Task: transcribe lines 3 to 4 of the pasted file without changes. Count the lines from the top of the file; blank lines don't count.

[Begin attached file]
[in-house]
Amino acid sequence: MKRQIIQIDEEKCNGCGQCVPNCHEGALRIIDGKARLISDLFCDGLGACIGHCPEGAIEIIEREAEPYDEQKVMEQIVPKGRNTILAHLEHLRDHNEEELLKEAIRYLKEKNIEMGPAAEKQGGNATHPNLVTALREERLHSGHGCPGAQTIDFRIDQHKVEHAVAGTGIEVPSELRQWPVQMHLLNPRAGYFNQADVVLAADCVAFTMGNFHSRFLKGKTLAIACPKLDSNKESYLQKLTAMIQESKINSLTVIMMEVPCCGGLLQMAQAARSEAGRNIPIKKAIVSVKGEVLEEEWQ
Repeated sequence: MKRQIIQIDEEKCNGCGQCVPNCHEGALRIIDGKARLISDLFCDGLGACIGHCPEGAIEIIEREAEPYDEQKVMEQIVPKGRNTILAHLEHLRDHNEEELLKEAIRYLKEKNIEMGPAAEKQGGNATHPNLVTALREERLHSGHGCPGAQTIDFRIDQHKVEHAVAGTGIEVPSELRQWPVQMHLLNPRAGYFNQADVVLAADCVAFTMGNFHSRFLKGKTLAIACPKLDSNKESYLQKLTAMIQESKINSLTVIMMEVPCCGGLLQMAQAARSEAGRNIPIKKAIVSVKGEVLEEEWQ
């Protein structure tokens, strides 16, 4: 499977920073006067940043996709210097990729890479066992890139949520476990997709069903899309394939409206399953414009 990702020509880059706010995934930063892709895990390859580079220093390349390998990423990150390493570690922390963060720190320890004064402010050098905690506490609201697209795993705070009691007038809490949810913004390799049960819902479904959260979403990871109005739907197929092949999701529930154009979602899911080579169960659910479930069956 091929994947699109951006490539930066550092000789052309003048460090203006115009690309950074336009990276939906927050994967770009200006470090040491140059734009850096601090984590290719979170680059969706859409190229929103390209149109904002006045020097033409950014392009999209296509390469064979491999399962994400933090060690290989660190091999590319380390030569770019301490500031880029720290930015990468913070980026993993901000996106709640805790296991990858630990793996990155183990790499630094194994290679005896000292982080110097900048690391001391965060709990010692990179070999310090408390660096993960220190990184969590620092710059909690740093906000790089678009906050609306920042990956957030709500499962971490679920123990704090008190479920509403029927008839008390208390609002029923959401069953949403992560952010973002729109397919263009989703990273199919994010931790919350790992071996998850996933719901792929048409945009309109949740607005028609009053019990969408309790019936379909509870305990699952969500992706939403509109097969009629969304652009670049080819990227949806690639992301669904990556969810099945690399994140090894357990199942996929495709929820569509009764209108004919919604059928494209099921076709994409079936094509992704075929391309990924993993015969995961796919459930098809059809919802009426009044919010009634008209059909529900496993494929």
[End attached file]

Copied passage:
Repeated sequence: MKRQIIQIDEEKCNGCGQCVPNCHEGALRIIDGKARLISDLFCDGLGACIGHCPEGAIEIIEREAEPYDEQKVMEQIVPKGRNTILAHLEHLRDHNEEELLKEAIRYLKEKNIEMGPAAEKQGGNATHPNLVTALREERLHSGHGCPGAQTIDFRIDQHKVEHAVAGTGIEVPSELRQWPVQMHLLNPRAGYFNQADVVLAADCVAFTMGNFHSRFLKGKTLAIACPKLDSNKESYLQKLTAMIQESKINSLTVIMMEVPCCGGLLQMAQAARSEAGRNIPIKKAIVSVKGEVLEEEWQ
């Protein structure tokens, strides 16, 4: 499977920073006067940043996709210097990729890479066992890139949520476990997709069903899309394939409206399953414009 990702020509880059706010995934930063892709895990390859580079220093390349390998990423990150390493570690922390963060720190320890004064402010050098905690506490609201697209795993705070009691007038809490949810913004390799049960819902479904959260979403990871109005739907197929092949999701529930154009979602899911080579169960659910479930069956 091929994947699109951006490539930066550092000789052309003048460090203006115009690309950074336009990276939906927050994967770009200006470090040491140059734009850096601090984590290719979170680059969706859409190229929103390209149109904002006045020097033409950014392009999209296509390469064979491999399962994400933090060690290989660190091999590319380390030569770019301490500031880029720290930015990468913070980026993993901000996106709640805790296991990858630990793996990155183990790499630094194994290679005896000292982080110097900048690391001391965060709990010692990179070999310090408390660096993960220190990184969590620092710059909690740093906000790089678009906050609306920042990956957030709500499962971490679920123990704090008190479920509403029927008839008390208390609002029923959401069953949403992560952010973002729109397919263009989703990273199919994010931790919350790992071996998850996933719901792929048409945009309109949740607005028609009053019990969408309790019936379909509870305990699952969500992706939403509109097969009629969304652009670049080819990227949806690639992301669904990556969810099945690399994140090894357990199942996929495709929820569509009764209108004919919604059928494209099921076709994409079936094509992704075929391309990924993993015969995961796919459930098809059809919802009426009044919010009634008209059909529900496993494929």